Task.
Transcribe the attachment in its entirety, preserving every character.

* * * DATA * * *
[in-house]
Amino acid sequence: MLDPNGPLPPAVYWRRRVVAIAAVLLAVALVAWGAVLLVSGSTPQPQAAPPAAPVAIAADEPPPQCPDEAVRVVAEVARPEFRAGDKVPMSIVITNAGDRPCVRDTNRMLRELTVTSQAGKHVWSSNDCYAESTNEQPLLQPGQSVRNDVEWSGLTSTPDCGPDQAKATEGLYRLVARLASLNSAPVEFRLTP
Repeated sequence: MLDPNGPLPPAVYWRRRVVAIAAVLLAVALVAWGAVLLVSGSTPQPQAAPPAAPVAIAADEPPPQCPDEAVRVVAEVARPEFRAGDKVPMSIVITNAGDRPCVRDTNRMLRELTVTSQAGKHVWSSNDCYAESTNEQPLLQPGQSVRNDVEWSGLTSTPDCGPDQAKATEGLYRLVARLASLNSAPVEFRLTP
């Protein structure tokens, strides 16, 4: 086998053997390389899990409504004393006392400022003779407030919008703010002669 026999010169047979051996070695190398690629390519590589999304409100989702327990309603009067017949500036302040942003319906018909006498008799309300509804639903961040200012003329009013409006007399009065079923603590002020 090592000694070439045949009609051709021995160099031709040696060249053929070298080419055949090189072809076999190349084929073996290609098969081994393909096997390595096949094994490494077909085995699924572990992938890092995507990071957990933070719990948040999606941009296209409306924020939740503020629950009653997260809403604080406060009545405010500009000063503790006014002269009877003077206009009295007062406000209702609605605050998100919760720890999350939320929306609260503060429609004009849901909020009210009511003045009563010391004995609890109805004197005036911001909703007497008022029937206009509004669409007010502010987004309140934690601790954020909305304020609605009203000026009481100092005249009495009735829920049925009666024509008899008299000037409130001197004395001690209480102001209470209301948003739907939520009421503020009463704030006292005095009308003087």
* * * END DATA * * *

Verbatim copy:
[in-house]
Amino acid sequence: MLDPNGPLPPAVYWRRRVVAIAAVLLAVALVAWGAVLLVSGSTPQPQAAPPAAPVAIAADEPPPQCPDEAVRVVAEVARPEFRAGDKVPMSIVITNAGDRPCVRDTNRMLRELTVTSQAGKHVWSSNDCYAESTNEQPLLQPGQSVRNDVEWSGLTSTPDCGPDQAKATEGLYRLVARLASLNSAPVEFRLTP
Repeated sequence: MLDPNGPLPPAVYWRRRVVAIAAVLLAVALVAWGAVLLVSGSTPQPQAAPPAAPVAIAADEPPPQCPDEAVRVVAEVARPEFRAGDKVPMSIVITNAGDRPCVRDTNRMLRELTVTSQAGKHVWSSNDCYAESTNEQPLLQPGQSVRNDVEWSGLTSTPDCGPDQAKATEGLYRLVARLASLNSAPVEFRLTP
């Protein structure tokens, strides 16, 4: 086998053997390389899990409504004393006392400022003779407030919008703010002669 026999010169047979051996070695190398690629390519590589999304409100989702327990309603009067017949500036302040942003319906018909006498008799309300509804639903961040200012003329009013409006007399009065079923603590002020 090592000694070439045949009609051709021995160099031709040696060249053929070298080419055949090189072809076999190349084929073996290609098969081994393909096997390595096949094994490494077909085995699924572990992938890092995507990071957990933070719990948040999606941009296209409306924020939740503020629950009653997260809403604080406060009545405010500009000063503790006014002269009877003077206009009295007062406000209702609605605050998100919760720890999350939320929306609260503060429609004009849901909020009210009511003045009563010391004995609890109805004197005036911001909703007497008022029937206009509004669409007010502010987004309140934690601790954020909305304020609605009203000026009481100092005249009495009735829920049925009666024509008899008299000037409130001197004395001690209480102001209470209301948003739907939520009421503020009463704030006292005095009308003087």